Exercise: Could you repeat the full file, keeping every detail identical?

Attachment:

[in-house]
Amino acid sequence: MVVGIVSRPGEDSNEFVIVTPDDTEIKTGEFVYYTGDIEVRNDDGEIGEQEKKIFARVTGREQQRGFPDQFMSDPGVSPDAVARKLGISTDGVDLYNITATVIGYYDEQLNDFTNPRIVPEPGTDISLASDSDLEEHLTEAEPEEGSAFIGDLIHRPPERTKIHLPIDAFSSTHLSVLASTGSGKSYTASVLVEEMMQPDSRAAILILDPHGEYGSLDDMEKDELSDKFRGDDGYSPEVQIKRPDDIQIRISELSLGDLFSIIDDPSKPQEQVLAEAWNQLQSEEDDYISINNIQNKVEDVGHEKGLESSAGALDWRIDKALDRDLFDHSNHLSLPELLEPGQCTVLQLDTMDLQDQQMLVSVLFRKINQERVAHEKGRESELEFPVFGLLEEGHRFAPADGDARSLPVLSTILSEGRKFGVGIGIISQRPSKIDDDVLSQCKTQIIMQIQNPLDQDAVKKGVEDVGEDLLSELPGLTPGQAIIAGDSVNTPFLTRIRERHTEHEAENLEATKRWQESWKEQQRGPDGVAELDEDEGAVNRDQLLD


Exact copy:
[in-house]
Amino acid sequence: MVVGIVSRPGEDSNEFVIVTPDDTEIKTGEFVYYTGDIEVRNDDGEIGEQEKKIFARVTGREQQRGFPDQFMSDPGVSPDAVARKLGISTDGVDLYNITATVIGYYDEQLNDFTNPRIVPEPGTDISLASDSDLEEHLTEAEPEEGSAFIGDLIHRPPERTKIHLPIDAFSSTHLSVLASTGSGKSYTASVLVEEMMQPDSRAAILILDPHGEYGSLDDMEKDELSDKFRGDDGYSPEVQIKRPDDIQIRISELSLGDLFSIIDDPSKPQEQVLAEAWNQLQSEEDDYISINNIQNKVEDVGHEKGLESSAGALDWRIDKALDRDLFDHSNHLSLPELLEPGQCTVLQLDTMDLQDQQMLVSVLFRKINQERVAHEKGRESELEFPVFGLLEEGHRFAPADGDARSLPVLSTILSEGRKFGVGIGIISQRPSKIDDDVLSQCKTQIIMQIQNPLDQDAVKKGVEDVGEDLLSELPGLTPGQAIIAGDSVNTPFLTRIRERHTEHEAENLEATKRWQESWKEQQRGPDGVAELDEDEGAVNRDQLLD